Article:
Monday, January 28, 2013

Kill all Amalekites!

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Yet another post springing from a recent episode of the Unbelievable show...

The discussion on the show on Saturday 12th January (link to the show audio) concerned the "Amalekite genocide" in I Samuel 15. My summary of the main points of the Biblical story is as follows:
  1. God instructed Saul, through Samuel, to slaughter all the Amalekite people as a punishment for what they did to the Israelite people on their way out of Egypt, several centuries before. 
  2. Verse 3 is explicit: "Now go, attack the Amalekites and totally destroy all that belongs to them. Do not spare them; put to death men and women, children and infants, cattle and sheep, camels and donkeys." - This is presented as the direct Word of God.
  3. Saul carried out an attack on the Amalekite people, but did not utterly destroy them.
  4. God, through Samuel, chastises Saul for not carrying out the total destruction, and rejects him as king over Israel. 
  5. Samuel himself kills the king of Amalek who was spared and, in a later chapter, David destroys the remaining Amalekites. These two show obedience to the command of God, which Saul did not.
The discussion on Unbelievable was between the Revd. John Allister, an Anglican vicar, and Justin Schieber, an atheist (former Christian) and host of the podcast Reasonable Doubts. I have to say that the role played by Schieber in this debate was mostly to be incredulous and point out the plain meaning of the text, which is apparent to anyone.

John Allister's defence of the Biblical story and the God portrayed therein would have been comical, had the subject in hand not been such a horrible one of slaughter and genocide. His take on the issue was basically as follows:
  1. God did issue the command, as given.
  2. But armies are slow moving things and people have plenty of time to run away, so the only people who should have fought the Israelite army were soldiers; all able bodied women, children and non-fighting men would have easily got away and would therefore not have been slaughtered.
  3. It is reasonable to assume that no children or infants were actually killed as a consequence of this command.
  4. The Amalekite people who escaped could have assimilated into other tribes - the aim of this was not to destroy individual people, but a tribal identity.
So, in summary, his defence is that God commanded it, but it never happened, even though the bible stories are true...

This is nonsense on so many different levels. But so is the response of several of the people who called or e-mailed in to Unbelievable the following week. A common theme in their responses was that the slaughter of the innocents must have been necessary, but it is morally acceptable because all innocents who died would have gone to heaven. Once again, this is the use of an unseen, but infinite, good to explain or justify a seen, but finite, evil.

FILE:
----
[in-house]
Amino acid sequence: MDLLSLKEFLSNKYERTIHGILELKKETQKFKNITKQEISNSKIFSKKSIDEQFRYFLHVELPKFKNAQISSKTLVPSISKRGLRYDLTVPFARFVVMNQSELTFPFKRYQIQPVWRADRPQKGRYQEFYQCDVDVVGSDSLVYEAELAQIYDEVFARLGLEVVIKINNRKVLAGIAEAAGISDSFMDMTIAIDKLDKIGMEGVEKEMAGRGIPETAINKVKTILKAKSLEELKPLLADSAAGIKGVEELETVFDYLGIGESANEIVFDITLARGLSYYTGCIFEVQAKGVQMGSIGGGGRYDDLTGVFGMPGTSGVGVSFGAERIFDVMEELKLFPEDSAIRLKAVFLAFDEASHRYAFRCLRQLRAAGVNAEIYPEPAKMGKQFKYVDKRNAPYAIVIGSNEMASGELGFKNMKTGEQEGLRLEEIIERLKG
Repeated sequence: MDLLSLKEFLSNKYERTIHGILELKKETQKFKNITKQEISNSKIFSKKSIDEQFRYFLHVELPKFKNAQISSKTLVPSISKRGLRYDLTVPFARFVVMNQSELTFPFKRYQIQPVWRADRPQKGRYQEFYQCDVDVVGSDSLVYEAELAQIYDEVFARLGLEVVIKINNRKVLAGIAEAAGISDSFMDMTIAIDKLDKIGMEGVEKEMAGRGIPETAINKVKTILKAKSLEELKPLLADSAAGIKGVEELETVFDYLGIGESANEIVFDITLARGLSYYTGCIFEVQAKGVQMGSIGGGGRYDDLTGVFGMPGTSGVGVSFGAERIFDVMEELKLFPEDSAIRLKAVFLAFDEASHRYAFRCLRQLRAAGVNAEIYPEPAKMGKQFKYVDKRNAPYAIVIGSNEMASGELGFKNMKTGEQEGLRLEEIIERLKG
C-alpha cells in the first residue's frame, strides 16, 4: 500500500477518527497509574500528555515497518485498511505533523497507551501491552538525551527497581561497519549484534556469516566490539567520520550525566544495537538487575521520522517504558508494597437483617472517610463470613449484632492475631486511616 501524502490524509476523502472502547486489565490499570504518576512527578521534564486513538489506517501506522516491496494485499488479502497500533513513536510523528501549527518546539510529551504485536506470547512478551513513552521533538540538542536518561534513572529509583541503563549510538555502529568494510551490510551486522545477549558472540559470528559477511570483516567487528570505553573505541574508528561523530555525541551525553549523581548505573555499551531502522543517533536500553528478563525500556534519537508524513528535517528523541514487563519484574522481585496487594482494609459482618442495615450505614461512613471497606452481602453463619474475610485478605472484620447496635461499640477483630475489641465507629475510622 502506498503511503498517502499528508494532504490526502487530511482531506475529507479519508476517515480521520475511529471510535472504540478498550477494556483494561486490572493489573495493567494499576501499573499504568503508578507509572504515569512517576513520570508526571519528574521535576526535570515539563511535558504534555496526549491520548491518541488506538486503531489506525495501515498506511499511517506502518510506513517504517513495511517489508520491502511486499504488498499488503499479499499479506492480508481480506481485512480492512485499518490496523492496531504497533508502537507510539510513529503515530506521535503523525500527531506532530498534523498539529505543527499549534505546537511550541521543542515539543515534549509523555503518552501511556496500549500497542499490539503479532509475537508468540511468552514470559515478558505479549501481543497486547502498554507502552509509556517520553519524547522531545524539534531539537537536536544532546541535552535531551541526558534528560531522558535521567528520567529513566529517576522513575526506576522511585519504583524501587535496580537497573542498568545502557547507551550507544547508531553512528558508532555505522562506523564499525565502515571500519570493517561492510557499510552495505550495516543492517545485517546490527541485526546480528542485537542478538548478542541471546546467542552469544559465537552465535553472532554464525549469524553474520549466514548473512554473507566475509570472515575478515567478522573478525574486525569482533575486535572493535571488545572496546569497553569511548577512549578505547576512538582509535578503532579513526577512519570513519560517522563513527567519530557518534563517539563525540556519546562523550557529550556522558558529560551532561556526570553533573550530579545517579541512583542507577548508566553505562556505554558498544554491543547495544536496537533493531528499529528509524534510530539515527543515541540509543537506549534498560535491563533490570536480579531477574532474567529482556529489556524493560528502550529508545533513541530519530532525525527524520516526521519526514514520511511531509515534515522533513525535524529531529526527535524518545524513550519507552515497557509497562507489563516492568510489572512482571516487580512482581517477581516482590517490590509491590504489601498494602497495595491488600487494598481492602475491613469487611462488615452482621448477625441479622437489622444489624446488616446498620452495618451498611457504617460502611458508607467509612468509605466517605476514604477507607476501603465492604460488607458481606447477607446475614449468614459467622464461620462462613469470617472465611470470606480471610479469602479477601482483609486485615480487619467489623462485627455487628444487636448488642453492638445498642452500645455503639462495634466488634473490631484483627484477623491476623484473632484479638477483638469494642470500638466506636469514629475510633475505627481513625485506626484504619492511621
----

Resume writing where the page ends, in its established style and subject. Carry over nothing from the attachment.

Come again? It appears that a commonly held belief is that any infant or innocent child who dies goes straight to heaven. What about original sin? What about freewill? If the people who believe this actually considered the implications of their belief, they would find that the only logical conclusion - assuming that the general aim of Evangelicalism is to get lost souls to heaven - would be to kill all infants at birth, bypassing their freewill and assuring their salvation. If we let children grow up then we run the risk that they might reject God and be damned. Of course, I'm not advocating this, I'm merely pointing out how this argument - as used by William Lane Craig, I believe - is inconsistent nonsense and provides no solution to the problem inherent in this passage.

John Allister's case is no better. He believes that no children actually died. But if, as he believes, the command came from an omniscient God, then why would God give the command? If God knew that no children would die, then why command anything to do with children? No, that doesn't wash. If the command came from an omniscient God, then he knew there would be children there and he knew that they would die, and furthermore, following my reasoning above, that some of them would be going to hell.

I can't see an acceptable way to understand this passage within an Evangelical mindset. Either we have to abandon an inerrant/inspired view of the passage or we have to abandon a view of an omnibenevolent God. There is no middle ground.

So what are the available options of what happened:
  1. That the events happened as described.
    As I've noted above, this necessarily entails that God is not a God of love.

  2. That the events happened as described, that Samuel genuinely believed he had a revelation from God, but that he was misguided and God never issued such a command.
    This option gets God off the hook, but undermines any claims about the inerrancy or inspiration of scripture. It also casts doubt over any and all claims of revelation from God. I mean, if Samuel got it wrong and didn't hear from God clearly, then what hope is there for the rest of us?

  3. That the events (battles, slaughter) happened, more or less as described, but that the command of God and the human dialogue was added by a later storyteller in an attempt to explain why the events happened as they did.